New Election Will Delay Passage of Flagship Legislation of Right Wing

Due to the dissolution of the 21st Knesset, the next Knesset won't subject to the Continuity Law, which allows a new Knesset to resume the legislative process for bills approved in first reading in the previous Knesset

Jonathan Lis
Jonathan Lis
Likud ministers meet to discuss the dissolution of the Knesset in Jerusalem, May 30, 2019.
Likud ministers meet to discuss the dissolution of the Knesset in Jerusalem, May 30, 2019. Credit: Emil Salman
Jonathan Lis
Jonathan Lis

Bills that passed the first of three or four mandatory votes in the Knesset that was dissolved before the April election will have to be legislated from scratch by the next Knesset.

As a result, pet projects of the right such as the loyalty in culture bill, the legal advisers bill and the flag bill, as well as controversial bills such as the pornography bill and the child custody bill, will be stalled for months.

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The Law of Continuity of Deliberation of Bills, which was passed in 1964 and amended in 1993, allows a new Knesset to resume, from exactly the point at which the process had stopped, the legislative process for draft laws that were approved in the first reading in the previous Knesset. At least one of the bill’s sponsors in the previous Knesset must serve in the new Knesset for the legislative process to continue.

According to the national legislation database, more than 150 bills passed a first reading in the 20th Knesset and could have in theory been subject to the continuity law. However, the law refers solely to continuity between two consecutive Knessets. The dissolution of the 21st Knesset before the cabinet and the Knesset committees were even established is expected to scuttle the possibility of advancing these bills in the 22nd Knesset, to be elected in September, unless some particularly creative legal solution is found.

Haaretz Weekly Ep. 29Credit: Haaretz

Culture Minister Miri Regev’s loyalty in culture bill aimed to give the culture minister the authority to reduce or deny funding to a cultural institution due to “activities against the state’s principles.” In November, after she realized that she didn’t have a majority to pass it, Regev convened an aggressive press conference, attacking the coalition partners who had betrayed her. Supporters of the law, though, said at the time that this was a temporary setback; since the bill had passed one Knesset reading, Regev could wait until after the election and then try to expedite its passing.

The legal advisers bill, which had been advanced by then-Justice Minister Ayelet Shaked (but sponsored by others as well), is another example. As part of the ruling coalition’s effort to weaken the official gatekeepers, the Knesset was advancing two parallel bills to facilitate the appointment of ministry legal advisers who wouldn’t scuttle controversial policies being advanced by their ministers. The government version of the bill, which passed its first reading, changed the way legal advisers were chosen from a tender to a search committee, such that the minister could have greater influence on who was chosen.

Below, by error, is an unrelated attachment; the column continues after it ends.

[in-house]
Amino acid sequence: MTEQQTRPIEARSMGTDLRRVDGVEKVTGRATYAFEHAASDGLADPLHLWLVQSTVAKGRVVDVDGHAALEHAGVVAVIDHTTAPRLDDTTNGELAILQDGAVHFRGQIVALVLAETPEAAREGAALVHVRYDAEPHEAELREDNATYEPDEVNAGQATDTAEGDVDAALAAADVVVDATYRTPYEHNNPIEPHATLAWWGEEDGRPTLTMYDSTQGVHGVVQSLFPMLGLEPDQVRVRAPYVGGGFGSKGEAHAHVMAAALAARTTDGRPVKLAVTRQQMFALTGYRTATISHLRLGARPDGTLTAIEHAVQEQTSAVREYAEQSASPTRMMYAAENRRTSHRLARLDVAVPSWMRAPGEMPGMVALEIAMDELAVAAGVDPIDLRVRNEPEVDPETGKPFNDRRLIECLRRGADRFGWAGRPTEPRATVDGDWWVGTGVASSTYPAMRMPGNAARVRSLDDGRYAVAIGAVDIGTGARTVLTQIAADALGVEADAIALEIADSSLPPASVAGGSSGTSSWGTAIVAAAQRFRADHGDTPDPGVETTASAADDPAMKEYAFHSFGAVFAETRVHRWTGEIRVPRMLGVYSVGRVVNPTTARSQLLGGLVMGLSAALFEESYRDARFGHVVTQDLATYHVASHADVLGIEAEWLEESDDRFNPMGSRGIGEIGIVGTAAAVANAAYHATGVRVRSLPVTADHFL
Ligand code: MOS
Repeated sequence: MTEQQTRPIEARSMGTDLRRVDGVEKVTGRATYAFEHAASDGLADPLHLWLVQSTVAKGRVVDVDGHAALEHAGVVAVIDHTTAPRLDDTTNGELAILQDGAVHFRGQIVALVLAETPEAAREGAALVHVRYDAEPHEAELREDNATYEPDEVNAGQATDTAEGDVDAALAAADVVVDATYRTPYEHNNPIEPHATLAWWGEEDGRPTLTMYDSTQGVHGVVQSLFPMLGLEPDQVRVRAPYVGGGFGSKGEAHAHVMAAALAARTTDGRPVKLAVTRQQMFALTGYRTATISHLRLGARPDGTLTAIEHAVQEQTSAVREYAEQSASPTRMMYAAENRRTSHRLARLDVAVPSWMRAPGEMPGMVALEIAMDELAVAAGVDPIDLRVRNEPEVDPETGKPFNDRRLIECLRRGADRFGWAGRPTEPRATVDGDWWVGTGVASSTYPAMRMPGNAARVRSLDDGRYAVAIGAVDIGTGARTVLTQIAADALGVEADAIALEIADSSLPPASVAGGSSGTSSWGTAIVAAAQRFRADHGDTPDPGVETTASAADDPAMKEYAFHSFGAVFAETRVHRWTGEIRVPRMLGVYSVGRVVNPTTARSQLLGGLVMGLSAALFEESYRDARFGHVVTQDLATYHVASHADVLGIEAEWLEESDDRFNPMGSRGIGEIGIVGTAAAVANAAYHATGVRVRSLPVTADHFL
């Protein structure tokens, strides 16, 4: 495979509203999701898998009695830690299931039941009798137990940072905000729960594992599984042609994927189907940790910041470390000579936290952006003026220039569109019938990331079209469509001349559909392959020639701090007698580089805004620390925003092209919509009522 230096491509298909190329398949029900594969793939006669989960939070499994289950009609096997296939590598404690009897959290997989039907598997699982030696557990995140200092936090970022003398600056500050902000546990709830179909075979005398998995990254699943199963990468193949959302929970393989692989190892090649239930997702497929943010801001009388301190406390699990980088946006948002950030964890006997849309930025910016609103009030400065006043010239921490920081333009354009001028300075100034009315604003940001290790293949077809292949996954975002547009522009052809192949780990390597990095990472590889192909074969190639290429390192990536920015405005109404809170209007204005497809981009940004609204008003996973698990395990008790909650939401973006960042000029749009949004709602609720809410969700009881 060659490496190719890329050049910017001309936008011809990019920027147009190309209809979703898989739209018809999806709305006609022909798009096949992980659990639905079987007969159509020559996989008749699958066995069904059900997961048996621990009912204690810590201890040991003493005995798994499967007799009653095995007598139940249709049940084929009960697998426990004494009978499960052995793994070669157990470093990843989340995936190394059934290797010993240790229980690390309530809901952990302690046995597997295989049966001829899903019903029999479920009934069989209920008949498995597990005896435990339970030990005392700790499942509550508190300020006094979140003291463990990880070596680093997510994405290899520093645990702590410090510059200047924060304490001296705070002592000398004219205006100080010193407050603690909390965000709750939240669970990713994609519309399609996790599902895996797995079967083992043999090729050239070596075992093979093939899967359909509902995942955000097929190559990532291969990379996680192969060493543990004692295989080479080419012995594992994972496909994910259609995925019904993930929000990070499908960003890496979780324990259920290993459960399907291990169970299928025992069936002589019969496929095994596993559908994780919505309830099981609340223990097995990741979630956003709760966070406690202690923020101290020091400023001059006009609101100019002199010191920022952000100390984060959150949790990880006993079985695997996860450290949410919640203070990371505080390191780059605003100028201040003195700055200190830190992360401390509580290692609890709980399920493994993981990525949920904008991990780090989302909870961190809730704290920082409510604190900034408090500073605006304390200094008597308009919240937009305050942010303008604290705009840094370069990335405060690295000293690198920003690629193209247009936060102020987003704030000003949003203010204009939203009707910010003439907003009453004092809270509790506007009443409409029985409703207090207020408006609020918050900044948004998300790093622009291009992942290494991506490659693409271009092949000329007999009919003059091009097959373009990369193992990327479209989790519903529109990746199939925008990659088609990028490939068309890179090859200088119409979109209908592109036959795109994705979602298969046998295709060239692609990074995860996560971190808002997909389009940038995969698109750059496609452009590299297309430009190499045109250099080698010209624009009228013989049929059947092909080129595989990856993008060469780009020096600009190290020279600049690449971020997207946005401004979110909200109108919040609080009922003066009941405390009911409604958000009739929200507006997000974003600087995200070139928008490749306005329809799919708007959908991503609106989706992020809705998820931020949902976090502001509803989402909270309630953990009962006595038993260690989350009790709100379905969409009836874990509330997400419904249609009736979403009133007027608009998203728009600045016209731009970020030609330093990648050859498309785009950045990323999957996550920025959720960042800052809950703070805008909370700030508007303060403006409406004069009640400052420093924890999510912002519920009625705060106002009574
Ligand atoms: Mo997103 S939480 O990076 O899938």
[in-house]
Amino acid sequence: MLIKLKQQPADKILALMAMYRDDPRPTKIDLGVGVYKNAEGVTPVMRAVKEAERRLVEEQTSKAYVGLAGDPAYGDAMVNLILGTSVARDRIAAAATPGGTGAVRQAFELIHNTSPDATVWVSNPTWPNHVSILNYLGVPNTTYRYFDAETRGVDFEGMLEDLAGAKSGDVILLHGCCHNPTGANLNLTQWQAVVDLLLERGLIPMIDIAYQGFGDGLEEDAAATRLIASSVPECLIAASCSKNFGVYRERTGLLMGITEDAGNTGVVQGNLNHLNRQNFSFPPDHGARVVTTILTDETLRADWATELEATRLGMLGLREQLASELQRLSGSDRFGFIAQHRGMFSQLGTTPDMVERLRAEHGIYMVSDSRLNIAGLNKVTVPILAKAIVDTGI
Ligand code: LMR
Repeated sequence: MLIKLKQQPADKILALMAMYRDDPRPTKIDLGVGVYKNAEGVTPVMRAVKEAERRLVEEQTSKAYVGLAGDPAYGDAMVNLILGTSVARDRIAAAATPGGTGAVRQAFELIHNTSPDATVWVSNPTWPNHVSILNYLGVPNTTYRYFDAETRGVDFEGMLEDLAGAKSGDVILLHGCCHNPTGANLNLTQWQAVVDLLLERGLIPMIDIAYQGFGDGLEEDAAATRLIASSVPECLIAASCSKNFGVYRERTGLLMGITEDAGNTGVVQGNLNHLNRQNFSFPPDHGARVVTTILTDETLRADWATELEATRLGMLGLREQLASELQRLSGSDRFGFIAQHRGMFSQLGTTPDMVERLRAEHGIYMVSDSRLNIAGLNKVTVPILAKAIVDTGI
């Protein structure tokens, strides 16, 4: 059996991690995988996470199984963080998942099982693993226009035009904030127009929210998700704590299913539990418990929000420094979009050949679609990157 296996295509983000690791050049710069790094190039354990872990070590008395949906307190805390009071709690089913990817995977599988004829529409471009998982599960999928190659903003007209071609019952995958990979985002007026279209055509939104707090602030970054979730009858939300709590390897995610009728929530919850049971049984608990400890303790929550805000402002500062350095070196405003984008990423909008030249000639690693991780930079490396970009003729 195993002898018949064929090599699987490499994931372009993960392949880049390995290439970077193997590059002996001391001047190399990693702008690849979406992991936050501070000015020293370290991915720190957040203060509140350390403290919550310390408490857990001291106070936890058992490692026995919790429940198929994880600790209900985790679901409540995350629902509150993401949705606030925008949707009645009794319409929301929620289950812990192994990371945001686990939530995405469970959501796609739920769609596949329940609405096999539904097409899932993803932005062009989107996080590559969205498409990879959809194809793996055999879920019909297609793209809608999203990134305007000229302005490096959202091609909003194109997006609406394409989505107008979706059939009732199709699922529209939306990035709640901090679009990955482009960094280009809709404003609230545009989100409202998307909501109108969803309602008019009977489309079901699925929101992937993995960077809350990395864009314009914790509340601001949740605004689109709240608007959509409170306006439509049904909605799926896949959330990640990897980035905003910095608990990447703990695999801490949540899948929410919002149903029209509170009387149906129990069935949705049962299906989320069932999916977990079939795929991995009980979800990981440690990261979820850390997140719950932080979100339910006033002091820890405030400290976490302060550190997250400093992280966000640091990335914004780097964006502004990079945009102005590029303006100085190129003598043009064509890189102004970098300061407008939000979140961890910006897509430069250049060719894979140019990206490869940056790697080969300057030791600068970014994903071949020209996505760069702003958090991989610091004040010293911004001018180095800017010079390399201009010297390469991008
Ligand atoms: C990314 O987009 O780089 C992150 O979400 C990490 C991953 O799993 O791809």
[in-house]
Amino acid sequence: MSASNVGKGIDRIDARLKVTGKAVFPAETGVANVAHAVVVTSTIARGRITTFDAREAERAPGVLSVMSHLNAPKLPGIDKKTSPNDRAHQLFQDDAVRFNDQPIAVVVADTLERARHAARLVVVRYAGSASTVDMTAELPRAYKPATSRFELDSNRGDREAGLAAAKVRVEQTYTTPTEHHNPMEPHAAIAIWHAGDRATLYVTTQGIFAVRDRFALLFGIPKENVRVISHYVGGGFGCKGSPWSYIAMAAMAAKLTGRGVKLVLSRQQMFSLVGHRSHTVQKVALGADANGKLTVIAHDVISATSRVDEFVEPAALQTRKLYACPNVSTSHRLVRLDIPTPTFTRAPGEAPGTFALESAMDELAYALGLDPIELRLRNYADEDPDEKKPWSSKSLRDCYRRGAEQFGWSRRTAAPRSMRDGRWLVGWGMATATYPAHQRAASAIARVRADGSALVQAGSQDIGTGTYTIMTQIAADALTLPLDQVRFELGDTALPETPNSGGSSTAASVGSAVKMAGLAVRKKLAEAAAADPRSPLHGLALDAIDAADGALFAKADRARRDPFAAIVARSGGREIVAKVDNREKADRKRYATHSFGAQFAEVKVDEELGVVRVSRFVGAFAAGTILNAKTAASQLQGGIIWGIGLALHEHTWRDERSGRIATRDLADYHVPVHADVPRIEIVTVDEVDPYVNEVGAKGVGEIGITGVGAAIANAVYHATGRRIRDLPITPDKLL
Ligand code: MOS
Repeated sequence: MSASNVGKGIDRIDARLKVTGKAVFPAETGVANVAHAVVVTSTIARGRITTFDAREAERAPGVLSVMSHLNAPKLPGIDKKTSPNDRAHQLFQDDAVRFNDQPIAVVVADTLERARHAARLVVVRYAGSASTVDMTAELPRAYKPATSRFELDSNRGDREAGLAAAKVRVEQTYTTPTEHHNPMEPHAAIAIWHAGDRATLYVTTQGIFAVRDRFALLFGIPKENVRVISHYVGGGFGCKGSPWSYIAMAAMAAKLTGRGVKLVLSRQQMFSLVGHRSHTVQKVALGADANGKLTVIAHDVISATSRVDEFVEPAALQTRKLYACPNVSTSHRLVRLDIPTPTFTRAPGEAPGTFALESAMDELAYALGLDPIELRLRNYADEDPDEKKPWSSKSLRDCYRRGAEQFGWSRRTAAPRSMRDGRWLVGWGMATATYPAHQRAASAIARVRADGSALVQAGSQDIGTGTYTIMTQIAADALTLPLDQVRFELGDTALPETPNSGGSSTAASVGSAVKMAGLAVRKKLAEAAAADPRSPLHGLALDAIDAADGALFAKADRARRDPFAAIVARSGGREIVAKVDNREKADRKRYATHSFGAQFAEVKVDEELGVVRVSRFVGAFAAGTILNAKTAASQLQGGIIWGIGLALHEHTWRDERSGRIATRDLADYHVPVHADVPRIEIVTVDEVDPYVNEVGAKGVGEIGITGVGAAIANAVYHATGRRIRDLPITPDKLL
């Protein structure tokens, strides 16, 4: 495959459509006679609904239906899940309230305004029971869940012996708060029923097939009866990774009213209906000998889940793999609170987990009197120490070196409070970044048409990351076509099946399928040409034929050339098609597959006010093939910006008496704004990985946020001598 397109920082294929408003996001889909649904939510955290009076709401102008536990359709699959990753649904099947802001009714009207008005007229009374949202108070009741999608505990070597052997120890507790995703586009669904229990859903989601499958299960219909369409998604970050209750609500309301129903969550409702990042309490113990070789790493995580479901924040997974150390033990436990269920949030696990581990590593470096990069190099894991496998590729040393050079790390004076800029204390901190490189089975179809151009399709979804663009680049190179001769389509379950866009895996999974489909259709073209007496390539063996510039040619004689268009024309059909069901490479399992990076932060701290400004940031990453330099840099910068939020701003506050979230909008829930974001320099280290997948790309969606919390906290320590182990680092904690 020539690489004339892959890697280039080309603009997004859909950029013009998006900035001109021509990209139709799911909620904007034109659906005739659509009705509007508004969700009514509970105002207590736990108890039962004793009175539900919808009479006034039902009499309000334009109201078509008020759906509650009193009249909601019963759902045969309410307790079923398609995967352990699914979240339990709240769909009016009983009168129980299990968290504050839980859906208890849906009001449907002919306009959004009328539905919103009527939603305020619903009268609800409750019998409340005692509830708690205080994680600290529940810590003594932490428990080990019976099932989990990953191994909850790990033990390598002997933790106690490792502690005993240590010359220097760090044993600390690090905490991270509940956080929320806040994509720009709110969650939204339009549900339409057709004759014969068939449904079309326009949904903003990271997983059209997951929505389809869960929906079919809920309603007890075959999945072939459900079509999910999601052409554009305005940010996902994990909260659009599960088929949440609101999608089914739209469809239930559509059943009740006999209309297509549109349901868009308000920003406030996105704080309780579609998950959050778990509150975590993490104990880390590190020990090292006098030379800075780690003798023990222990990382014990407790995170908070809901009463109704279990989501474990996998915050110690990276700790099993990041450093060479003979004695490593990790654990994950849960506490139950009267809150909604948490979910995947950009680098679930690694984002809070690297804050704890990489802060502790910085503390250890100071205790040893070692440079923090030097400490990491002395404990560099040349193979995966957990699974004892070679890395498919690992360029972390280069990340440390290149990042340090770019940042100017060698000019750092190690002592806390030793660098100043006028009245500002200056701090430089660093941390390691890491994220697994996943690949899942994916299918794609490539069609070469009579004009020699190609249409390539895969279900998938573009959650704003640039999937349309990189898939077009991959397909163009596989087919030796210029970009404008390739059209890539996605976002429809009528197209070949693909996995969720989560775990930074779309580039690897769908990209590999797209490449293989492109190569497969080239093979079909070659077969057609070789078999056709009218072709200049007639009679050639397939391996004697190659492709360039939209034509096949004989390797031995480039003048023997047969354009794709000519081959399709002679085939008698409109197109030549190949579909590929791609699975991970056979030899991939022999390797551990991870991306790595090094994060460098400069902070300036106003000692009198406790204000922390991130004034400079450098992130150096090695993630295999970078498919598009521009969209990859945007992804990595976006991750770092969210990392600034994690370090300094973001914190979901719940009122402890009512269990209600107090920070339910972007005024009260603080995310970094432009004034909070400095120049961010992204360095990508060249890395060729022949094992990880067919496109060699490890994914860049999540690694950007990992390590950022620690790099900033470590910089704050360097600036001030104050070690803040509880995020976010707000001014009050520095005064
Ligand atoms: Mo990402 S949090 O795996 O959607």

There were other controversial, albeit less “political,” bills that passed first reading and were expected to be acted upon shortly after the government was formed. One was the child custody bill which would have reduced the age of automatic child custody for mothers in cases of divorce, among other changes. The bill was subject to stormy debates and the camps for and against crossed coalition-opposition lines. In a rare move, the bill passed its first reading with contradictory clauses regarding the age and scope of custody to be awarded each parent, with the intent of having the Knesset decide among them before the bill became law.

The pornography law, which in its earliest version would have forced internet service providers to block access to pornography websites unless a subscriber asked to opt in, in the end required ISPs to provide subscribers with the option of a free service that would filter out offensive sites.

The flag bill, sponsored by MK Oren Hazan, among others, called for a fine of 14,000 shekels ($3,900) to be imposed on organizers of public events attended by state officials at which the state flag was not displayed in a prominent place.

Various bills that may have generated fewer headlines but could have had significant impact will now also have to go back to the drawing board. These included, for example, a bill that makes assaulting medical personnel a crime; a bill that would have made it unnecessary to bring a disabled child to a medical committee to receive a tax exemption and or a bill that would have regulated the methods of dealing with construction waste.

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